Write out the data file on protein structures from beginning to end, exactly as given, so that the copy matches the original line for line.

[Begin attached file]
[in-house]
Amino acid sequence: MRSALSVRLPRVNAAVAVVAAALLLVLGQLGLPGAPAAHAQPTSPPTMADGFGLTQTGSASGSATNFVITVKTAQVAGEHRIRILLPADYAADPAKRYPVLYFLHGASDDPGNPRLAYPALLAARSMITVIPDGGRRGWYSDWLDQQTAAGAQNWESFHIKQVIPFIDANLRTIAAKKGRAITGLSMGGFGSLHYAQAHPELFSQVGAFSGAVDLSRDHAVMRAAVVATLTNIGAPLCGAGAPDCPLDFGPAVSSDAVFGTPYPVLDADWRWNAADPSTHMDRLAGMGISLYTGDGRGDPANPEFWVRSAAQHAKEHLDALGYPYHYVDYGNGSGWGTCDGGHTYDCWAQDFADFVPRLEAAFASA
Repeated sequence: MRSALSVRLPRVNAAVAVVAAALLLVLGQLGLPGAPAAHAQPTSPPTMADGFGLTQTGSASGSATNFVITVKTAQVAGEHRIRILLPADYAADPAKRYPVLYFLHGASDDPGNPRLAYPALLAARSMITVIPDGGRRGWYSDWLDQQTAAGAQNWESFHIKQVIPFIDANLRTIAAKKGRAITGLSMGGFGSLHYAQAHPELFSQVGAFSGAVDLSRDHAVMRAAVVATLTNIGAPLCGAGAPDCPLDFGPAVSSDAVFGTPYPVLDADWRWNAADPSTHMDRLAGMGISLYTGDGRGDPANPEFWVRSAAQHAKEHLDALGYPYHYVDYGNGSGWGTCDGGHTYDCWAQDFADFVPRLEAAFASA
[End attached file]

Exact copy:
[in-house]
Amino acid sequence: MRSALSVRLPRVNAAVAVVAAALLLVLGQLGLPGAPAAHAQPTSPPTMADGFGLTQTGSASGSATNFVITVKTAQVAGEHRIRILLPADYAADPAKRYPVLYFLHGASDDPGNPRLAYPALLAARSMITVIPDGGRRGWYSDWLDQQTAAGAQNWESFHIKQVIPFIDANLRTIAAKKGRAITGLSMGGFGSLHYAQAHPELFSQVGAFSGAVDLSRDHAVMRAAVVATLTNIGAPLCGAGAPDCPLDFGPAVSSDAVFGTPYPVLDADWRWNAADPSTHMDRLAGMGISLYTGDGRGDPANPEFWVRSAAQHAKEHLDALGYPYHYVDYGNGSGWGTCDGGHTYDCWAQDFADFVPRLEAAFASA
Repeated sequence: MRSALSVRLPRVNAAVAVVAAALLLVLGQLGLPGAPAAHAQPTSPPTMADGFGLTQTGSASGSATNFVITVKTAQVAGEHRIRILLPADYAADPAKRYPVLYFLHGASDDPGNPRLAYPALLAARSMITVIPDGGRRGWYSDWLDQQTAAGAQNWESFHIKQVIPFIDANLRTIAAKKGRAITGLSMGGFGSLHYAQAHPELFSQVGAFSGAVDLSRDHAVMRAAVVATLTNIGAPLCGAGAPDCPLDFGPAVSSDAVFGTPYPVLDADWRWNAADPSTHMDRLAGMGISLYTGDGRGDPANPEFWVRSAAQHAKEHLDALGYPYHYVDYGNGSGWGTCDGGHTYDCWAQDFADFVPRLEAAFASA